What Is a Church Community?

The video player could not be built.

Do you want to chat with a missionary?

We are happy to answer any questions you may have. Start a chat or call us at 1-888-537-6600.

Hi I'm Justin

I like to paint. I'm a Mormon.

About Me

I am an artist working in both digital and traditional media. I work in the video game industry as an environment artist, creating concept paintings, textures, and 3D models. At home in my studio, I paint with oils or draw with charcoal and pastel. I also enjoy reading, writing, swimming, jogging, mountain biking, playing soccer, skiing, shooting, camping, and hiking. My wife and I have been married more than thirteen years, and we have four children. We like to go to parks, the beach, Disneyland, or camping in the mountains. We make a lot of music at home--singing songs, playing piano, violin, or saxophone. We also like to read together, cook, go to museums, and do just about anything outdoors. I come from a good family too. I was raised in the Church of Jesus Christ of Latter-day Saints, a descendent of several generations of faithful converts. My ancestors immigrated to the United States from Europe and traveled West, where they settled in Idaho and Utah.

Why I am a Mormon

Although my family played a fundamental role in teaching me and setting an example of faith, by the time I was in my teens I began to wonder whether or not all the things I had been taught in Church were, in fact, true. I sensed how important it would be to learn for myself, and not simply take another person’s word for it. I also realized that if the fulness of the gospel really has been restored on earth, I would need to make my own personal commitment to keep the Lord's commandments and standards, not just because my parents and grandparents did. In order to better understand the teachings of the Church, I had to read the Book of Mormon on my own. I learned there is a way to test the teachings found in the Book of Mormon, by which a person can know for himself that they are true, independent of any knowledge derived from another person. It starts by studying those teachings––the reality a loving God, the life and mission of the Savior, the promise of eternal life with family, and so on––with the desire to understand and know if they are true. As promised in the final chapters of the Book of Mormon, every sincere reader has the invitation and challenge to ask God personally, in prayer, for a knowledge of the book’s truthfulness. When I read that promise, I felt if I would study the question and pray with the sincere desire to know, with willingness to act upon the knowledge, God would answer and reveal the truth to me. I took that invitation, and I can honestly say that my prayer has been answered in powerful, compelling ways many times since that day, as I have continued to try and live my life according to our Heavenly Father’s will.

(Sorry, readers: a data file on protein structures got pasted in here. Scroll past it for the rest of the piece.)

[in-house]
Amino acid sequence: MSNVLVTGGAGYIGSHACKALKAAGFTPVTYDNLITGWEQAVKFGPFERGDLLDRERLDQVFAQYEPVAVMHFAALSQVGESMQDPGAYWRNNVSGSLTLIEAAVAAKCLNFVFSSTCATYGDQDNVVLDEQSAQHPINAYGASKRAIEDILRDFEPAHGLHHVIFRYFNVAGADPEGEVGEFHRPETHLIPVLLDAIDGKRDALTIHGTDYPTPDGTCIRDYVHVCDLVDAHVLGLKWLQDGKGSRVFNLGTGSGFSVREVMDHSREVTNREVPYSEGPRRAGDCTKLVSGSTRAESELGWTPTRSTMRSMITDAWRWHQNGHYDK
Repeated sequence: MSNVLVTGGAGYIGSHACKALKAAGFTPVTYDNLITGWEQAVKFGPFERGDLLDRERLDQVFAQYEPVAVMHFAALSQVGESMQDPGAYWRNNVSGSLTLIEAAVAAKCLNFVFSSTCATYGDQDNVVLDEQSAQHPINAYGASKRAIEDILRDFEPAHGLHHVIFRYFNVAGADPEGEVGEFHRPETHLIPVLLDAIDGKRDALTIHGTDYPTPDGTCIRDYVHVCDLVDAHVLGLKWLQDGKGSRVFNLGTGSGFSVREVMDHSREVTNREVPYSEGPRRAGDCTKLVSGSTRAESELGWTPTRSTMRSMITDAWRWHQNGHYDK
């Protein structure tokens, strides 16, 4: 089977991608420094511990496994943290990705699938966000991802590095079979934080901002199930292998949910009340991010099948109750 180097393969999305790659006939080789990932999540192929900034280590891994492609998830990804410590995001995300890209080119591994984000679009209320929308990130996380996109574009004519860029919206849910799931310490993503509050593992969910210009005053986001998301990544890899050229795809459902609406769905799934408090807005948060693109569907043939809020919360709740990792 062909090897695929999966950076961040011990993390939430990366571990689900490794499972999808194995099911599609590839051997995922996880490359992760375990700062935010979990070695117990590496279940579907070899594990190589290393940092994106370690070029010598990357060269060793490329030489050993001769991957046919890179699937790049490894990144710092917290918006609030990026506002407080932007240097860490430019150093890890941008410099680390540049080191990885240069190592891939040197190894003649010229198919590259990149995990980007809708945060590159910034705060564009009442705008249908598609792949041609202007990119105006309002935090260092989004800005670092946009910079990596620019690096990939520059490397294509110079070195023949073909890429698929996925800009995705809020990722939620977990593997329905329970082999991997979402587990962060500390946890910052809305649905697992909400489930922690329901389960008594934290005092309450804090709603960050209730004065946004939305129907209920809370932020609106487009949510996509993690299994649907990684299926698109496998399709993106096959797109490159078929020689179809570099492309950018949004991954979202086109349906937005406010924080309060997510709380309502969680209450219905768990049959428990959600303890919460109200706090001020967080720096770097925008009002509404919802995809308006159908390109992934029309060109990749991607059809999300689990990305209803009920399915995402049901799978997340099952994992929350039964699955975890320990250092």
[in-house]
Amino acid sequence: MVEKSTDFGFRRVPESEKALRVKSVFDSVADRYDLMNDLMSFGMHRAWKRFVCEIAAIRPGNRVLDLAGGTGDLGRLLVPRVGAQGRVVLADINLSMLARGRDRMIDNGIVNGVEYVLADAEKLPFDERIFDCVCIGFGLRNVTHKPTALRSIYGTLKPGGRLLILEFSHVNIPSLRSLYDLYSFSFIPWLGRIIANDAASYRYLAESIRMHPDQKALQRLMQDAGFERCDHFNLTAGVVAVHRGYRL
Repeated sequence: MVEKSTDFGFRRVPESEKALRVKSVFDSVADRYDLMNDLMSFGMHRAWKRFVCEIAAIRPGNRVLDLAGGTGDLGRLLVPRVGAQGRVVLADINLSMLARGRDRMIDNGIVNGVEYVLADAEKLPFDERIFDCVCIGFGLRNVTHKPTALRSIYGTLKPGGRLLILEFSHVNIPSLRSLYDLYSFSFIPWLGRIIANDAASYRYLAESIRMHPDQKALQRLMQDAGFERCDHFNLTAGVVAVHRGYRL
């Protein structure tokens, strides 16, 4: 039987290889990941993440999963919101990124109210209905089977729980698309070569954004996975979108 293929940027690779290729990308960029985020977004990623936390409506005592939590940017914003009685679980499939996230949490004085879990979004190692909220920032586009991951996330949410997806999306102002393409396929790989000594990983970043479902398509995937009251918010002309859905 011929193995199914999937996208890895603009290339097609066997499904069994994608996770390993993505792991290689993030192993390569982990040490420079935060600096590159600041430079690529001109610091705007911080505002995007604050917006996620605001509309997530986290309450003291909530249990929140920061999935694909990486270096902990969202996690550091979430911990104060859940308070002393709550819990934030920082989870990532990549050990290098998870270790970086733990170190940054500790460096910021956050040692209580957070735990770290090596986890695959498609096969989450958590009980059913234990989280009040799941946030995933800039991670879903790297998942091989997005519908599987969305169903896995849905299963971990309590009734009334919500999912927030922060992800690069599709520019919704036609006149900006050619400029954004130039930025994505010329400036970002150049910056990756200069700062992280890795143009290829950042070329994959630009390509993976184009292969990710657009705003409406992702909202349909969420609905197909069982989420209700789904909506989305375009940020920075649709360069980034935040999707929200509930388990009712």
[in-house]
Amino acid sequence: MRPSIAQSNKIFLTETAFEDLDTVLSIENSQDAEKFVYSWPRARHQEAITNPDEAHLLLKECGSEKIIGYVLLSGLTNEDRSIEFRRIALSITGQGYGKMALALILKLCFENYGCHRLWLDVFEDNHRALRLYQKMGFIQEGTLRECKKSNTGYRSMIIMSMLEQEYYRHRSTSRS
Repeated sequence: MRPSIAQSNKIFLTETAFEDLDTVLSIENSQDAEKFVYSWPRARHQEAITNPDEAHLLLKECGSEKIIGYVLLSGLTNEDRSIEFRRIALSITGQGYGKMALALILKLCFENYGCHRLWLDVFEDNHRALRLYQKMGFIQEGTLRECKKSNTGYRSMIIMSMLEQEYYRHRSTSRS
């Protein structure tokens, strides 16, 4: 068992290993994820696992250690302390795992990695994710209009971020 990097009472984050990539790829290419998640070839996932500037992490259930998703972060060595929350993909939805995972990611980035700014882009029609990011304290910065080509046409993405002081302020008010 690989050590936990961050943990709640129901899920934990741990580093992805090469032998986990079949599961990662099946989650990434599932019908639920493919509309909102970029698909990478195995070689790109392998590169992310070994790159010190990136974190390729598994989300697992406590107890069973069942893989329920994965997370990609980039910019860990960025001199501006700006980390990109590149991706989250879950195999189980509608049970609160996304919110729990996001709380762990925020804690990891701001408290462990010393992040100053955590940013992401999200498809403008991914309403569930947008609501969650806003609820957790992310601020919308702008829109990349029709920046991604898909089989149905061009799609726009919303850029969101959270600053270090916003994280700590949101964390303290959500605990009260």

How I live my faith

These days, my family and I attend a Mandarin Chinese-speaking congregation of the Church in Southern California. I don’t speak Chinese, but my wife served as a missionary in Taiwan, where she learned to speak the language. She has been teaching the children and me a few useful phrases since we started attending with the Chinese-American members, who are very kind and welcoming towards us. Some of them volunteer as translators during meetings, using radio headsets to help us follow along and participate in worship services. I also team-teach a Sunday School class of children ages eight and nine. It’s a lot of fun to study the scriptures with such good kids. They’re bright and curious, and they all have their own distinct personalities. With the perspective the gospel provides, life appears as a comparatively short but extremely valuable moment in the course of eternity. The Church teaches us to give what we can to those in need. I have a lot to be thankful for, so I count my blessings and try to treat others the way I want to be treated. Sometimes I remind myself every person is a son or daughter of Heavenly Father who knows and loves each of us individually. That means everyone, despite our faults, has divine potential.